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[COFF] Check table ptr more thoroughly and ignore empty sections
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Authored by alvinhochun on Jun 2 2022, 10:35 AM.

Details

Summary

When loading split debug files for PE/COFF executables (produced with
objcopy --only-keep-debug), the tables or directories in such files
may point to data inside sections that may have been stripped.
COFFObjectFile shall detect and gracefully handle this, to allow the
object file be loaded without considering these tables or directories.
This is required for LLDB to load these files for use as debug symbols.

COFFObjectFile shall also check these pointers more carefully to account
for cases in which the section contains less raw data than the size
given by VirtualSize, to prevent going out of bounds.

This commit also changes COFFDump in llvm-objdump to reuse the pointers
that are already range-checked in COFFObjectFile. This fixes a crash
when trying to dump the TLS directory from a stripped file.

Fixes https://github.com/mstorsjo/llvm-mingw/issues/284

Diff Detail

Event Timeline

alvinhochun created this revision.Jun 2 2022, 10:35 AM
Herald added a reviewer: MaskRay. · View Herald Transcript
Herald added a project: Restricted Project. · View Herald Transcript
alvinhochun published this revision for review.Jun 2 2022, 10:41 AM
alvinhochun added reviewers: mstorsjo, rnk.
Herald added a project: Restricted Project. · View Herald TranscriptJun 2 2022, 10:41 AM
mstorsjo added inline comments.Jun 2 2022, 1:18 PM
llvm/lib/Object/COFFObjectFile.cpp
912

The patch overall looks reasonable to me. The changes to this function feel a bit clunky, but I don't really have any other good suggestions either.

@rnk, what do you think about this patch?

rnk accepted this revision.Jun 2 2022, 7:59 PM

lgtm

llvm/lib/Object/COFFObjectFile.cpp
912

To make it less clunky, I can suggest making a wrapper which consumes stripped section errors, and then call it like:

static Error ignoreStrippedErrors(Error E) {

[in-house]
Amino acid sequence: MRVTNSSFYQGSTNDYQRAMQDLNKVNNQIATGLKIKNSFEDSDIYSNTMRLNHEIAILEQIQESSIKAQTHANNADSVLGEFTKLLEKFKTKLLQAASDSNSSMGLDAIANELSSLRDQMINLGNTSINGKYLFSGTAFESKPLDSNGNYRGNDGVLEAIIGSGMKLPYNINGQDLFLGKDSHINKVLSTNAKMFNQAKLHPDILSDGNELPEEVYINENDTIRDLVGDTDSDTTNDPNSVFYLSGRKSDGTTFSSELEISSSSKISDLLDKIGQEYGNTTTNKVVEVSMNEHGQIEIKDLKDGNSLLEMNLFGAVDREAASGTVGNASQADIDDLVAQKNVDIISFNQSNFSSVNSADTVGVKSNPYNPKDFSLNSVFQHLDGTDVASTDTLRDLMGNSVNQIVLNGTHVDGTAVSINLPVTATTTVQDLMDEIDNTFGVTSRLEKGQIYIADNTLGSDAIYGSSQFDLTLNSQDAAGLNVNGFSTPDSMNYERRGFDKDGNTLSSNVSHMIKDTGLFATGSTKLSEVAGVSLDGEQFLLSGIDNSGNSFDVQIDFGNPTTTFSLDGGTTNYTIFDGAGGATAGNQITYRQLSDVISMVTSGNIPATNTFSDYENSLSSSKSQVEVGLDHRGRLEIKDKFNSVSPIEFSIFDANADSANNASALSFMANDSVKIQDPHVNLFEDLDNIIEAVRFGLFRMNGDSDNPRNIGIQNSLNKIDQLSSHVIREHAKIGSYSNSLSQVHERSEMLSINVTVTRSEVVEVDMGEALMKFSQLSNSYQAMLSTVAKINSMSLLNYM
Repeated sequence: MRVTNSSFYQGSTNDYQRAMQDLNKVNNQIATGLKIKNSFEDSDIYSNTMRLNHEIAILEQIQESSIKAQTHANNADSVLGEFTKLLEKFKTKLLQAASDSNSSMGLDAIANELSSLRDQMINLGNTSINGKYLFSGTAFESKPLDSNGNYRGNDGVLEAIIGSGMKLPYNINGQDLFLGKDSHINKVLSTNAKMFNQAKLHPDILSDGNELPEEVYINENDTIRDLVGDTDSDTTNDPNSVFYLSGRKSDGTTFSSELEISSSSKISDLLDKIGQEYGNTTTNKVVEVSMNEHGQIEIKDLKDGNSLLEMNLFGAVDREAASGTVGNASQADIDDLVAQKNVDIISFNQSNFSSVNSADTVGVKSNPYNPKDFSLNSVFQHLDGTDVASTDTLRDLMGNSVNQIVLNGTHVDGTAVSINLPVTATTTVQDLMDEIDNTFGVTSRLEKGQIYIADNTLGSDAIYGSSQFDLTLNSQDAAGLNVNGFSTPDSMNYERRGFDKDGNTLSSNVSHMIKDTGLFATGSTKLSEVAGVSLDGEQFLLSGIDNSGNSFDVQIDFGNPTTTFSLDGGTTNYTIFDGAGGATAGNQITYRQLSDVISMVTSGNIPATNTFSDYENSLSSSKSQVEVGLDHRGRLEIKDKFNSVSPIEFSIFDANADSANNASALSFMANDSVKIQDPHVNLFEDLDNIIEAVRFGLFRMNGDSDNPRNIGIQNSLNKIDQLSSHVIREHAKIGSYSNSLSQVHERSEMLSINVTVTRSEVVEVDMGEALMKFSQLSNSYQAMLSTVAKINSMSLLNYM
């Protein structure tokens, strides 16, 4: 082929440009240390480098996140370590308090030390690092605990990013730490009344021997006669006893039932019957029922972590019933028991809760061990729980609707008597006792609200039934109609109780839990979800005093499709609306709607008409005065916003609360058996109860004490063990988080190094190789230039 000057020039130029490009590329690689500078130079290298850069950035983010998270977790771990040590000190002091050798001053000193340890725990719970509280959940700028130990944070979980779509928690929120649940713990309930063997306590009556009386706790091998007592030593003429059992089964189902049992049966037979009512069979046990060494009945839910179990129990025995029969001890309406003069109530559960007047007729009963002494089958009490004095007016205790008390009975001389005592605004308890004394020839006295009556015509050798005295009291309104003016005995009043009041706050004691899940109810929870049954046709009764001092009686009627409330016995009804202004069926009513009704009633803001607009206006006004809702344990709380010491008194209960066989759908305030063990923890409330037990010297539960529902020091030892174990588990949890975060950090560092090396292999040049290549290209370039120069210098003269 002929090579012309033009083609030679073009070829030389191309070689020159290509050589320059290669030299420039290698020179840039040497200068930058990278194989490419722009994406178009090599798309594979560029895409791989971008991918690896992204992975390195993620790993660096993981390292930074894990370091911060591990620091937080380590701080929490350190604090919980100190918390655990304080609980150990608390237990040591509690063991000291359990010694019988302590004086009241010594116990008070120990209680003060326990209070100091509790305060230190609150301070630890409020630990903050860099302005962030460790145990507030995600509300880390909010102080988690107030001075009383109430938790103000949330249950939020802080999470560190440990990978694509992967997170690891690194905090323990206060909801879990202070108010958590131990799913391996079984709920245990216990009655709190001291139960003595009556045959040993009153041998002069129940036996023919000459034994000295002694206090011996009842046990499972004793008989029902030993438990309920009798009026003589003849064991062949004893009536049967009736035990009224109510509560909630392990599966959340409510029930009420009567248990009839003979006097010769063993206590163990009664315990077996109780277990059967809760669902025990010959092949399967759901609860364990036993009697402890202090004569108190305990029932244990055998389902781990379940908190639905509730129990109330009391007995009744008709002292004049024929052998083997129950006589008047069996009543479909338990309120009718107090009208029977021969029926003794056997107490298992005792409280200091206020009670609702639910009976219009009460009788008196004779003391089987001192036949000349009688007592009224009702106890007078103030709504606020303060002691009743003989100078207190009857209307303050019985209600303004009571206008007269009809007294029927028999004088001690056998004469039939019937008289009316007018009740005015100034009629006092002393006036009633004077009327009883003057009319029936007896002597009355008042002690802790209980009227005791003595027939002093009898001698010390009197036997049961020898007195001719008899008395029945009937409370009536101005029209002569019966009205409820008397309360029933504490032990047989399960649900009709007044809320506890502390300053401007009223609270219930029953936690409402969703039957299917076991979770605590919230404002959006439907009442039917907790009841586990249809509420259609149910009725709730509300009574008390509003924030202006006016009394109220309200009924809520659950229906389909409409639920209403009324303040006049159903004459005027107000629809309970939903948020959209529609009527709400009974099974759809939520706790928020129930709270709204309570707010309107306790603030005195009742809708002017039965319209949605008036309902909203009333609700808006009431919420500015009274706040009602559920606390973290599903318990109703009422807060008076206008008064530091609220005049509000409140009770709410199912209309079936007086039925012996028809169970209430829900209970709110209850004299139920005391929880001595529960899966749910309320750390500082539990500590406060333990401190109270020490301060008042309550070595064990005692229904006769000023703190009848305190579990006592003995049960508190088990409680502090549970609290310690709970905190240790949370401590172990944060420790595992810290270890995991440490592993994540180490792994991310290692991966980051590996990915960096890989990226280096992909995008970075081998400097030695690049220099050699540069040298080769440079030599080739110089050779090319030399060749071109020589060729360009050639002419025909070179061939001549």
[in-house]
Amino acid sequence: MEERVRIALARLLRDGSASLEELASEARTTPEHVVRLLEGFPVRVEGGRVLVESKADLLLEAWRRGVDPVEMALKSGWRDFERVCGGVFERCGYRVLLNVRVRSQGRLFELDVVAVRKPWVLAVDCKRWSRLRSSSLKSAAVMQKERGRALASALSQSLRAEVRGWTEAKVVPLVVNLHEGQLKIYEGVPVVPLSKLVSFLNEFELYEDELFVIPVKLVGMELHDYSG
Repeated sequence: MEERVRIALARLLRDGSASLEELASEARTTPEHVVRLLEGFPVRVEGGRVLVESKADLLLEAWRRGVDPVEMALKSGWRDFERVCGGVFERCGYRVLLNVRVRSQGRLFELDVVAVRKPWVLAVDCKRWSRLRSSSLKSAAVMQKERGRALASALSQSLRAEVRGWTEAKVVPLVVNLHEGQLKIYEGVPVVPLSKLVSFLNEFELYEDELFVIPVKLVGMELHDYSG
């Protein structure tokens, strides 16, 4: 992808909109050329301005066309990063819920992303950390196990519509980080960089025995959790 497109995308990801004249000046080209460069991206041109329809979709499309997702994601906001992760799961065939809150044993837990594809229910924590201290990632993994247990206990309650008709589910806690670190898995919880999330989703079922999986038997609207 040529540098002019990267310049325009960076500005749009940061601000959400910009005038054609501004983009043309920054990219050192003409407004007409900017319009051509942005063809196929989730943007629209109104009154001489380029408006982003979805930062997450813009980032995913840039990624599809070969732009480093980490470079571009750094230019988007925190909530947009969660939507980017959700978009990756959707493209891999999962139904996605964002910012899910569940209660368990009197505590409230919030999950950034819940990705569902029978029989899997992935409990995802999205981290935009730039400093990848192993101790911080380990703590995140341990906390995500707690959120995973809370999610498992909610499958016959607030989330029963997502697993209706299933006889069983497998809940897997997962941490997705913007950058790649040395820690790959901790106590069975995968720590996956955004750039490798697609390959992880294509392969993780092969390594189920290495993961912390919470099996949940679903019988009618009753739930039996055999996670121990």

if (E.isA<...>()) {
    consumeError(...);
    return Error::success();
  }
  return std::move(E);
}

...
  if (Error E = ignoreStrippedErrors(initDelayImportTablePtr()))
    return E;
...
This revision is now accepted and ready to land.Jun 2 2022, 7:59 PM

Applied suggestion to make code less clunky.

alvinhochun marked 2 inline comments as done.Jun 3 2022, 7:24 AM
This revision was landed with ongoing or failed builds.Jun 3 2022, 8:31 AM
This revision was automatically updated to reflect the committed changes.
glandium added a subscriber: glandium.EditedJun 8 2022, 2:21 AM

I don't have time to provide more details right now, but this change broke Firefox mingw builds with: llvm-strip: error: '../../dist/firefox/uninstall/helper.exe': RVA 0x43000 for base reloc table found but data is incomplete

That helper.exe file is produced by NSIS.

I don't have time to provide more details right now, but this change broke Firefox mingw builds with: llvm-strip: error: '../../dist/firefox/uninstall/helper.exe': RVA 0x43000 for base reloc table found but data is incomplete

That helper.exe file is produced by NSIS.

Can you upload that binary somewhere?

Can you upload that binary somewhere?

This is not the exact binary this happened with, but it's reproducible with this one:

Can you upload that binary somewhere?

This is not the exact binary this happened with, but it's reproducible with this one:

Thanks! I can see what's happening here. Unfortunately, it seems like that binary is somewhat broken, and libObject used to accept it silently before.

Looking at the binary with llvm-readobj --sections --file-headers, I see this:

  BaseRelocationTableRVA: 0x43000
  BaseRelocationTableSize: 0xB68

Section {
  Number: 4
  Name: .ndata (2E 6E 64 61 74 61 00 00)
  VirtualSize: 0x1C000
  VirtualAddress: 0x40000
  RawDataSize: 512

Section {
  Number: 6
  Name: .reloc (2E 72 65 6C 6F 63 00 00)
  VirtualSize: 0xB68
  VirtualAddress: 0x64000
  RawDataSize: 3072

The base relocation table usually resides in the .reloc section, and as the exact size (0xB68) matches, it looks like it just has got the wrong RVA in the header. With the new, more thorough checks, libObject notices that the RVA points into the .ndata section (within 0x40000 - 0x5C000) but there's only raw data covering 0x40000 - 0x40200, and 0x43000 is outside of that. Previously we'd just set up a pointer into bogus/out of range data in these cases, now we error out.

So the file is clearly buggy here, but it could, in some cases, be quite valid to have RVAs pointing outside of the allocated raw data. (Normally, the data size outside of RawDataSize up until VirtualSize is allocated and readable at runtime, but zero-initialized instead of initialized with data from the file.)